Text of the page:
Before Kaczynski claims the novel’s stage, Loskutoff introduces a set of characters who evoke his crisis in miniature. In 1976, Duane is a young father who has just left his marriage and home in Utah to move to Lincoln, Mont., for work. He’s not especially skilled, and nature alienates him at first. (“Branches rustled, reaching toward him, offering up his failures.”) But he soon lands a logging job and gets to know the locals: Mason, a forest ranger; Hutch, owner of an ad hoc animal rescue; the Carter family, a clan of cranky separatists; and Jackie, Mason’s ex and a diner waitress. Settling in, Duane gifts Jackie with a microwave he liberated from his broken marriage, a small symbol of both warm domesticity and cold technology.

Indeed, it’s likely no other microwave in the history of American literature has been asked to carry so much metaphorical weight. Even without dwelling on the device, it’s clear that everybody in the area is trying to figure out to what degree they can balance the wilderness’ capacities for wonder and alienation. Mason, the ranger, is the most sophisticated thinker on the matter, questioning whether his job is preserving the environment or helping to accelerate a land rush: “By arresting poachers and running old trappers out of business, he’d clear the way for rich tourists to build second homes… Their contracting crews killed animals by the score with bulldozers, and the cement they poured left no way for the trees to grow back.”

Portrait of long-haired man looking away from camera

Maxim Loskutoff, author of “Old King.”

(Cinna Cuddie)

As the narrative moves into the ’80s, Mason is increasingly troubled by the irony of his work. Duane, meanwhile, acknowledges the healthy fear the environment puts in him: Seeing a grizzly, he falls into a “wild, plunging panic, as if he’d come here to be eaten, having finally crossed the line between civilization and his dreams.” Both responses qualify as a kind of wilderness intelligence. By contrast, Kaczynski, a brilliant mathematician before becoming the Unabomber, is rendered as a more crazed, lunkheaded type: “The bear was the first real killer he’d ever encountered. He wanted to be a killer.”

There’s an unwritten law that literary fiction set in the high plains be sturdy and simple — sentences firm as fence posts, commas hammered in as clean as barn nails. Kent Haruf’s novels are the exemplar of the form, but the sensibility runs through books by Thomas McGuane, Marilynne Robinson, Peter Heller, Ivan Doig and more. Loskutoff, who set both his novel “Ruthie Fear” and story collection “Come West and See” at least partly in Montana, has mastered his own take on the form. He deftly captures how the environment is both enchanting and fearsome, and though his set pieces have a familiar ring — bar fights! dangerous animals! — he focuses more on what’s troubling his characters than overselling some myth of rough-and-ready swagger.

Still, the plainspoken approach means some characters lack depth. Jackie, the waitress, rarely rises above the trope of the straight-talking done-wrong Western woman who can’t find a good man. The trouble is more acute in Kaczynski’s case. Luskatoff introduces a postal inspector, Nep, who’s trying to chase down the Unabomber and grasps the threat he poses to America’s sense of self, then and now. (“Race riots, serial killers, assassinations, superfund sites. The great ship of America going down with all the lights blazing.”) But Nep is basically a stock detective, and Kaczynski little more than an angry narcissist who derides everyone around him as fools. His contempt for humanity is clear. But then why was he concerned for it?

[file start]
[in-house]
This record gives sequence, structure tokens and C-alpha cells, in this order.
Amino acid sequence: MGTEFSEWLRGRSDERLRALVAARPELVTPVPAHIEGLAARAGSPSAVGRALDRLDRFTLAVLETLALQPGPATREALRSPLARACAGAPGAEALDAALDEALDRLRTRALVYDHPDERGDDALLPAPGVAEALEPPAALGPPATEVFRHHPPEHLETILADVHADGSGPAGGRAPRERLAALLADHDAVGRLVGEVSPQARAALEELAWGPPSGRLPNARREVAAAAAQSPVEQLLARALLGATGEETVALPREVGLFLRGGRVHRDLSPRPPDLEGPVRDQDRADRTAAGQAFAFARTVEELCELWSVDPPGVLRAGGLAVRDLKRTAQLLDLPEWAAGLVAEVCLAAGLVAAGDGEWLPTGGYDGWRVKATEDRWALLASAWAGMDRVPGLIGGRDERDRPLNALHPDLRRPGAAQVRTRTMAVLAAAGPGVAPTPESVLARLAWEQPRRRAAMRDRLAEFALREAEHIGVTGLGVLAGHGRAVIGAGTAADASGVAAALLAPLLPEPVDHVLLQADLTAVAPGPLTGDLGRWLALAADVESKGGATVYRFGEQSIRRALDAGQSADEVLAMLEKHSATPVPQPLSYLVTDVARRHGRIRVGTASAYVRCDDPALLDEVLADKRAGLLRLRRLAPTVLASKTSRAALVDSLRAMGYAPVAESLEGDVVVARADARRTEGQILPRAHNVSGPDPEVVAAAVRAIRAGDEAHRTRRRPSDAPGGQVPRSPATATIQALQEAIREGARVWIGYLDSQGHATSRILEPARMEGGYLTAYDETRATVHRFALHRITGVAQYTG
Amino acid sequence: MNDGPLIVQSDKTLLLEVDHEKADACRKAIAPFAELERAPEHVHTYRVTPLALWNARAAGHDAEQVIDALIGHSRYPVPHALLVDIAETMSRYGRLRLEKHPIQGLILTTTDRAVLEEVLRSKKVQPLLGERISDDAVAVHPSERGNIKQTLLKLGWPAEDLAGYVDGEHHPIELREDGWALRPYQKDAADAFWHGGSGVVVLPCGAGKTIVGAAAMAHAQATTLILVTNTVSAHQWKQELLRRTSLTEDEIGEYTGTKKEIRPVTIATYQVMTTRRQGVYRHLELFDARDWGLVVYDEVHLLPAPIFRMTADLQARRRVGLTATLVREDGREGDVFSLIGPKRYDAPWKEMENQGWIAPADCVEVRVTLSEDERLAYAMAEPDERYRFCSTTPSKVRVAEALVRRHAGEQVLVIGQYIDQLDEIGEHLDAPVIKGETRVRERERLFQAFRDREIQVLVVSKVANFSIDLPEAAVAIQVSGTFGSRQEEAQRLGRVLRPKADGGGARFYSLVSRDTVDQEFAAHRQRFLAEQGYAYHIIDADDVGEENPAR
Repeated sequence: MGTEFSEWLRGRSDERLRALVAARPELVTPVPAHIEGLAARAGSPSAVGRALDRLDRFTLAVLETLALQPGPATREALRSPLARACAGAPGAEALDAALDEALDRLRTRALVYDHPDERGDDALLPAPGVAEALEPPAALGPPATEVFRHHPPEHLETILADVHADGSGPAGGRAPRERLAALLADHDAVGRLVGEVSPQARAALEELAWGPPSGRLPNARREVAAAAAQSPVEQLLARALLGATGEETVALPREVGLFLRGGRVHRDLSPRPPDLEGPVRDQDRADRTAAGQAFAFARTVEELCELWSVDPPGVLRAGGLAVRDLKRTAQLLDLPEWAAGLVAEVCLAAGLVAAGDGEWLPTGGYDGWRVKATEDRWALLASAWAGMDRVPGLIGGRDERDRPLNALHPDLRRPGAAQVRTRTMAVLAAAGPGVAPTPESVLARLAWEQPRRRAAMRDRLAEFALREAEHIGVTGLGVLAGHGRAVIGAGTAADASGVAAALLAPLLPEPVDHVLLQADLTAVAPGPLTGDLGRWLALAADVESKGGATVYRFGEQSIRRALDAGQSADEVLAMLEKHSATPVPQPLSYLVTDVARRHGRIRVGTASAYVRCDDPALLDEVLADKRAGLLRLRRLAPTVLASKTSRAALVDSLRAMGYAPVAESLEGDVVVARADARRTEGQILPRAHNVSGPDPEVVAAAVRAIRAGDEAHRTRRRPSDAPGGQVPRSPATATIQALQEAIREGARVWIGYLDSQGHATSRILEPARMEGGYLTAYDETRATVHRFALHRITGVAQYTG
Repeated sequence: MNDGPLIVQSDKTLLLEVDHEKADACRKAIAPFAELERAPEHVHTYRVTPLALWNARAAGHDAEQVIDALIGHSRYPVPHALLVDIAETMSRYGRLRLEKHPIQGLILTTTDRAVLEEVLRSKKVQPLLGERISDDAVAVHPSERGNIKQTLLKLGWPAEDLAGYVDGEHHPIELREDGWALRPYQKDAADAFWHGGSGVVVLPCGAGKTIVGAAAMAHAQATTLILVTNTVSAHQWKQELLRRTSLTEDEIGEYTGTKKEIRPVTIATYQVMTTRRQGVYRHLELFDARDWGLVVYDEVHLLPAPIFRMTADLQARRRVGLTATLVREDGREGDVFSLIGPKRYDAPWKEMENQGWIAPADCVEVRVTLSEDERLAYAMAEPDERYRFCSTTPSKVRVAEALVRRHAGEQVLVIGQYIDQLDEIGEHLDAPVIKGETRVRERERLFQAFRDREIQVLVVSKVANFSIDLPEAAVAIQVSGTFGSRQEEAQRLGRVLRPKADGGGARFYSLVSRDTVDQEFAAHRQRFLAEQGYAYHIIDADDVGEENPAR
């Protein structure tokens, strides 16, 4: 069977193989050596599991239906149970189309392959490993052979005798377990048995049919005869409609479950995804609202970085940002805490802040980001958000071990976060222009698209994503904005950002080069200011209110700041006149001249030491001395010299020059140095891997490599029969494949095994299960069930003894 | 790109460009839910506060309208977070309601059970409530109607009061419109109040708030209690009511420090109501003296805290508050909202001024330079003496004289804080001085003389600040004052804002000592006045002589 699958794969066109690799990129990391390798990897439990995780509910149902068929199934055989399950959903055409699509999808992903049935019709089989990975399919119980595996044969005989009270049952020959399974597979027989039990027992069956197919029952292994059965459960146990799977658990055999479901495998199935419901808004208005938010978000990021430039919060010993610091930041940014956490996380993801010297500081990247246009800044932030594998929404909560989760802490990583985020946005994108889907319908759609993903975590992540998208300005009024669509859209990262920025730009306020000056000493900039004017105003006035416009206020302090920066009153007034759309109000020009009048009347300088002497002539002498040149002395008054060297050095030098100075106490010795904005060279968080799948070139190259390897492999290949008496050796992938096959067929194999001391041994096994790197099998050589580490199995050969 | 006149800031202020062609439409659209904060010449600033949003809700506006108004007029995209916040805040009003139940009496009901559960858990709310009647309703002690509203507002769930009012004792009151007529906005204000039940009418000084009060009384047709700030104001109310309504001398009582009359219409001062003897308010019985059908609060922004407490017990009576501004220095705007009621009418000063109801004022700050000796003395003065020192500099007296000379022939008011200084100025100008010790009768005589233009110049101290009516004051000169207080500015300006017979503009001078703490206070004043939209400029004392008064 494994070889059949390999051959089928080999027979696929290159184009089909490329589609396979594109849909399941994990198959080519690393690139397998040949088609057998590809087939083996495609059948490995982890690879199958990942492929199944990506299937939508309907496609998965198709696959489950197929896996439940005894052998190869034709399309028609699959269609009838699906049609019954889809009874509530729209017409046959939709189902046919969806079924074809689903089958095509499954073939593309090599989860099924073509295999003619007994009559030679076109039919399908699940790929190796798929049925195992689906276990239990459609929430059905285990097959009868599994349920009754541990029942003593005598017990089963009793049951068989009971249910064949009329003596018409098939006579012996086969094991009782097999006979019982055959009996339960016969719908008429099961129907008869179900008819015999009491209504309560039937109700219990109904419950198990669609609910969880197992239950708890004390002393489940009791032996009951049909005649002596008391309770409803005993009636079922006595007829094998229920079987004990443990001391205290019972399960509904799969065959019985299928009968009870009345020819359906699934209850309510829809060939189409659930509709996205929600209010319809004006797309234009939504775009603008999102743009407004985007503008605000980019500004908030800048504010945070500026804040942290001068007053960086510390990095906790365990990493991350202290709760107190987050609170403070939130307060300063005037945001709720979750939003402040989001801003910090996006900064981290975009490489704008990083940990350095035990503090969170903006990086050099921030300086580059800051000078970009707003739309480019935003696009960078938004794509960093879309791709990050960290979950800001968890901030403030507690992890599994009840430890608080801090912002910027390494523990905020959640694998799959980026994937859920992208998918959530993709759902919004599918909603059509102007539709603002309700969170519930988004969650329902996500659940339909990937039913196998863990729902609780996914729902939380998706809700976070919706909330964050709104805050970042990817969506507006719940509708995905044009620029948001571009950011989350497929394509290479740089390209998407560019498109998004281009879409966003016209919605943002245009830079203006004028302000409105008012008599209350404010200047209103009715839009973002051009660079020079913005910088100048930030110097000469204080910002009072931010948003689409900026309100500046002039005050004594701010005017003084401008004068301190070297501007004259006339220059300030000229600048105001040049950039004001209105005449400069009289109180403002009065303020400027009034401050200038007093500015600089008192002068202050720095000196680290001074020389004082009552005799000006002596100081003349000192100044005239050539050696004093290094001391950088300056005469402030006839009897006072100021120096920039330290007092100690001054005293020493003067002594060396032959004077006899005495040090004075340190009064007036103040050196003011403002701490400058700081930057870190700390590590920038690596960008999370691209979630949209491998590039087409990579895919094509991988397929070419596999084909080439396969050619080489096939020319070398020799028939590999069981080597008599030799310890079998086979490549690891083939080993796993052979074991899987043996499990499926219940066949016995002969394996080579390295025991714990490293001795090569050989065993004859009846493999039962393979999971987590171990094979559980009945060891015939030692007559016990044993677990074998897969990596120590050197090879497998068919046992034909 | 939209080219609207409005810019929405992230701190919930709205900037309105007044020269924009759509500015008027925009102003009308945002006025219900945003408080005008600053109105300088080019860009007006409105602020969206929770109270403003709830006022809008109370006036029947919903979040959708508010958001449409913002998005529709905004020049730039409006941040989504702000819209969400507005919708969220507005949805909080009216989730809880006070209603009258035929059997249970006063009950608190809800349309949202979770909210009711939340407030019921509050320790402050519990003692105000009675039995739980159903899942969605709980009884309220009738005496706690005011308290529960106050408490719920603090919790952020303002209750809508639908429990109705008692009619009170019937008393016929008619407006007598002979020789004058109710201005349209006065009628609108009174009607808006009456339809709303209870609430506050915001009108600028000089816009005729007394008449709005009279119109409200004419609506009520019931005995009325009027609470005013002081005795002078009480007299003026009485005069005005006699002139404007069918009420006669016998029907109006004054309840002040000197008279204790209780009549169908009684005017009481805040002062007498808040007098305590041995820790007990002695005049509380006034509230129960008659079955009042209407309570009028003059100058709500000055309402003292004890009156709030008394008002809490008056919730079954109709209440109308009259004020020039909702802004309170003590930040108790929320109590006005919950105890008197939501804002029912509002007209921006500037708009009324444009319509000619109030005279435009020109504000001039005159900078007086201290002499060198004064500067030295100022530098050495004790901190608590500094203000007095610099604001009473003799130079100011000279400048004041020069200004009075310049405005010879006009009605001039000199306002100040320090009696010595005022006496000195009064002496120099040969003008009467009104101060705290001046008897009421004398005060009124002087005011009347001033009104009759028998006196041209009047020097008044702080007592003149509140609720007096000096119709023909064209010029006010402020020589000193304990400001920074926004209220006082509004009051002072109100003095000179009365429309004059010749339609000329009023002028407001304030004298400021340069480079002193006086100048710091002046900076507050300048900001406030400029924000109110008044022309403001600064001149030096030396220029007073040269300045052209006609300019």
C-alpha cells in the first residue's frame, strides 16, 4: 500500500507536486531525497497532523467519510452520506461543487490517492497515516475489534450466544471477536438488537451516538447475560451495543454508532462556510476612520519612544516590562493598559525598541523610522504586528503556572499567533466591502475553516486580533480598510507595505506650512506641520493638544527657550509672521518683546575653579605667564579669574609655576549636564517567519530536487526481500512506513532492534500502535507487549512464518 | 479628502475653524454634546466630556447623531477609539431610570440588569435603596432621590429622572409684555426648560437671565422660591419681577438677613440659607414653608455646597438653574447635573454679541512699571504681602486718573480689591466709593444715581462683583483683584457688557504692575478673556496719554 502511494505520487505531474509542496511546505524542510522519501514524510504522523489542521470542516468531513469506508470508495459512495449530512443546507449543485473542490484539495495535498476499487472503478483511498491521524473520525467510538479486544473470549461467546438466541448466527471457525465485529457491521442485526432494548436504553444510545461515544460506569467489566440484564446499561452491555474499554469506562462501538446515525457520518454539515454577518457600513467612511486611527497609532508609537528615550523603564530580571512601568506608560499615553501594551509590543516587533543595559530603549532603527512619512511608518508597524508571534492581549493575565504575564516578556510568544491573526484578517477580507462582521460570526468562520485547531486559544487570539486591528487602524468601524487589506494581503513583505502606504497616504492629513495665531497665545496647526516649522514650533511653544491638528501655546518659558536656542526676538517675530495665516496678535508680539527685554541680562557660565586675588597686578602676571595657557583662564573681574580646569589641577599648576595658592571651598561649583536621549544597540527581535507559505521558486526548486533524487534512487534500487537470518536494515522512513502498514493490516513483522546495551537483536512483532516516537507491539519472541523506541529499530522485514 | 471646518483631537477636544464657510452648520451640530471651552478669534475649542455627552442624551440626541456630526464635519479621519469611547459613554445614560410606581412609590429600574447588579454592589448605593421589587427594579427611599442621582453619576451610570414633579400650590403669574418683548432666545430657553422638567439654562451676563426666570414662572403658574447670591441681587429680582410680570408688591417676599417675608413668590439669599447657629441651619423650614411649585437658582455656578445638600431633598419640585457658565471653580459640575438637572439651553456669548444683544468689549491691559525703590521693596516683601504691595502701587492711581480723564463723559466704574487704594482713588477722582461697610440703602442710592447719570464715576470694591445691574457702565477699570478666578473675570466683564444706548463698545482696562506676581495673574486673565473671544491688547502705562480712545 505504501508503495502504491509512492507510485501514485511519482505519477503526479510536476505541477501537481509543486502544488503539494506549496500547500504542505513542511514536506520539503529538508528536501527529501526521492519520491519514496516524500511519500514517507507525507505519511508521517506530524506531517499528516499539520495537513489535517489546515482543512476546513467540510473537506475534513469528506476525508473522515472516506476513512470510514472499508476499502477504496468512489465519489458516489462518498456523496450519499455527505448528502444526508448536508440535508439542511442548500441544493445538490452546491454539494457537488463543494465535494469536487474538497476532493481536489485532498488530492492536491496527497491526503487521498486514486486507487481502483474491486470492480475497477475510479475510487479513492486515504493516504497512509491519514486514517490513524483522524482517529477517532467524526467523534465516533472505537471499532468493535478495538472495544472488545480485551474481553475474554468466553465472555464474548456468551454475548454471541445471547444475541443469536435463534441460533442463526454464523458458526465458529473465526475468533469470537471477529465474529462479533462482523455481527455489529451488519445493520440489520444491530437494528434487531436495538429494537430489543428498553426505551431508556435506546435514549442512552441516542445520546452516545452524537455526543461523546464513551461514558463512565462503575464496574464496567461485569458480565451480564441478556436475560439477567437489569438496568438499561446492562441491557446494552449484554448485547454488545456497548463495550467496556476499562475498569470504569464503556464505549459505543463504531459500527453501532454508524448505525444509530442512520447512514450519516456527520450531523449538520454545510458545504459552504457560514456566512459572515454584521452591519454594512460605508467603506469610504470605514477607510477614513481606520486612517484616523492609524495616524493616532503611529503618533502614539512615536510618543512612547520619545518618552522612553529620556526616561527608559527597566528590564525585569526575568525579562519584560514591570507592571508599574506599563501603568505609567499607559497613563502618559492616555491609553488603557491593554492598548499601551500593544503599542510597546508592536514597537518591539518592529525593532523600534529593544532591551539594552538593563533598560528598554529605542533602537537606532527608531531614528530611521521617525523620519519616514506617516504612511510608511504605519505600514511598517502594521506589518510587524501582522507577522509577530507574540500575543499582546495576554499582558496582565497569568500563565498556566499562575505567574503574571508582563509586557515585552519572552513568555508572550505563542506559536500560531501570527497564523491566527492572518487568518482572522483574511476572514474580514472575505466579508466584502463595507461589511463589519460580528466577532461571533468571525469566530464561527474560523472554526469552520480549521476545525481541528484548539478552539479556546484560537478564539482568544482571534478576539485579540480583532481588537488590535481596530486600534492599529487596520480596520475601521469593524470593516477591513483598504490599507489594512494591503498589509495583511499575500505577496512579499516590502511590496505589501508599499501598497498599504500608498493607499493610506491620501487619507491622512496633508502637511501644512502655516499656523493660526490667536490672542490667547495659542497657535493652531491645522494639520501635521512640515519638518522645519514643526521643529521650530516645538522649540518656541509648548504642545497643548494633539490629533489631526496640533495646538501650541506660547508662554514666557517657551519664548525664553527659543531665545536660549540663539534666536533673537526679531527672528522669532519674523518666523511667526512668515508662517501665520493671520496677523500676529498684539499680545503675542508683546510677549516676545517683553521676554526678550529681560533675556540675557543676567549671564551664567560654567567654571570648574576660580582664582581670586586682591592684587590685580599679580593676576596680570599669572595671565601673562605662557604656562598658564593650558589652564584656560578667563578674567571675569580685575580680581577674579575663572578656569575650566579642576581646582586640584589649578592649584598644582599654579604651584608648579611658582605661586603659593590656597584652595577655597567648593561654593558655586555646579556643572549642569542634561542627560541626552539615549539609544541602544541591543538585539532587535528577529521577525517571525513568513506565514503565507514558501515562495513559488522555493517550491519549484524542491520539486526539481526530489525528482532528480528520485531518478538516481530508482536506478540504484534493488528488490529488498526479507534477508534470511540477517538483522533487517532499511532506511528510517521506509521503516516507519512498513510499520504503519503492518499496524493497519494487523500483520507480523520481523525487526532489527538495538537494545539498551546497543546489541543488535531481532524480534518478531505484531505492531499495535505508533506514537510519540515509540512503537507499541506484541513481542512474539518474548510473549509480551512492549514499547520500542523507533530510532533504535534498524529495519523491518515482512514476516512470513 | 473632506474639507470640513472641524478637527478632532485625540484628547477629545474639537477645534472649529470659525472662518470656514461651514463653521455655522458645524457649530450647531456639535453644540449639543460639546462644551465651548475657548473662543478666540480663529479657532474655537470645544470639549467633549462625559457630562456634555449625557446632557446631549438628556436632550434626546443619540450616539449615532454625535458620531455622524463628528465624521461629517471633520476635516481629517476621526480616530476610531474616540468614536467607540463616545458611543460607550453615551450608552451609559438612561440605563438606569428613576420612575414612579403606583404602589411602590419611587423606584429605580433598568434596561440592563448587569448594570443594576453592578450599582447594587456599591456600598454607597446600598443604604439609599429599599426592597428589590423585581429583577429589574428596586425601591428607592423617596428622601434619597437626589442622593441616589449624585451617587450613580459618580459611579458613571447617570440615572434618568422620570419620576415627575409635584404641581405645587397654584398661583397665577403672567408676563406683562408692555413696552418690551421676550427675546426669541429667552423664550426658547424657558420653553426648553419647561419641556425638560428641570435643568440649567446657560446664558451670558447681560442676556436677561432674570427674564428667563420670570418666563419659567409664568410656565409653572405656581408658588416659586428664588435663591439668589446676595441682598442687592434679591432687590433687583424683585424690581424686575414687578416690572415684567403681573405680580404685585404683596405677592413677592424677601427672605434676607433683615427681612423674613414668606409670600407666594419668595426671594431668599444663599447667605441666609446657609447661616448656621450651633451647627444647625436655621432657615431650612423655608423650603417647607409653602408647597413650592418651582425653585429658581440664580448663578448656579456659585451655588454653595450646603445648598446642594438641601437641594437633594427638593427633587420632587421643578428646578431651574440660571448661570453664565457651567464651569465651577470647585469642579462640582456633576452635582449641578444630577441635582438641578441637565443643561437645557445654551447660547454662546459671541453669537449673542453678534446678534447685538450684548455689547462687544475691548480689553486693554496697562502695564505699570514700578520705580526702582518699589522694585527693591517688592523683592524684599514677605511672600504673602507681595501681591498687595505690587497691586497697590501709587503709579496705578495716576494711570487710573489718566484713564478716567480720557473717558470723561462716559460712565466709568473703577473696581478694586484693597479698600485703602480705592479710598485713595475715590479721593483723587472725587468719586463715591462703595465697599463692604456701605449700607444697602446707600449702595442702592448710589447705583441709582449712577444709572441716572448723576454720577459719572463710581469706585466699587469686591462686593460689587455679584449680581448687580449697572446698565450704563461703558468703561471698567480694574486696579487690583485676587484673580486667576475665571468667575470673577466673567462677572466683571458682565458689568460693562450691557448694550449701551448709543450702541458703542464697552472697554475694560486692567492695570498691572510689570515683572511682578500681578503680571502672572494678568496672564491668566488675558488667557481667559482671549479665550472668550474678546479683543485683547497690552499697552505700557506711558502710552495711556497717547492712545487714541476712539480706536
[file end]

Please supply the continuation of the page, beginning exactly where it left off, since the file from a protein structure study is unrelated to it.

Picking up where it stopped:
For Loskutoff’s purposes, Kaczynski serves less as a character than a warning. The Unabomber was more than a ’90s headline; his past is closer to our present than we think. When a Montana local tells Mason about a brutal act of violence that happened in the ’20s, Mason brushes it off: “That was fifty years ago.” The man scoffs: “You think that’s a long time?”

Mark Athitakis is a writer in Phoenix and author of “The New Midwest.”

The Daylight Tablet Returns Computing to Its Hippie Ideals

“Do you mind if I hug you?” asks Anjan Katta. This is not the usual way to wrap up a product demo, but given the product and its creator, I wasn’t really surprised. Katta, a shaggy-haired, bearded fellow, he’d shown up to the WIRED office in San Francisco dressed like he was embarking on a summertime mountaintop trek. He had immediately began rhapsodizing about the idealistic early days of personal computers and the amazing figures who produced that magic, knowledge he gathered in part through my writings. And he seemed like the hugging type.

The device Katta pulls out of his backpack—an electronic-ink-style tablet called the Daylight DC1—is very much a reflection of its creator, a spiritual object driven more by ideals than commerce. “It’s almost trying to bring back the hippie into personal computing,” he says, bemoaning the loss of that spirit. “It’s been replaced by shareholders—what’s happened to that bicycle-for-the-mind idealism?” Katta’s device wants to put us back in that saddle, pulling us out of the mire of unsatisfying empty interactions with our phones and junky apps. All he has to conquer is Apple, Amazon, Google, Meta, Microsoft, TikTok, and a public unlikely to take a monochrome gadget that costs more than $700 out for a spin. No wonder he needs a hug.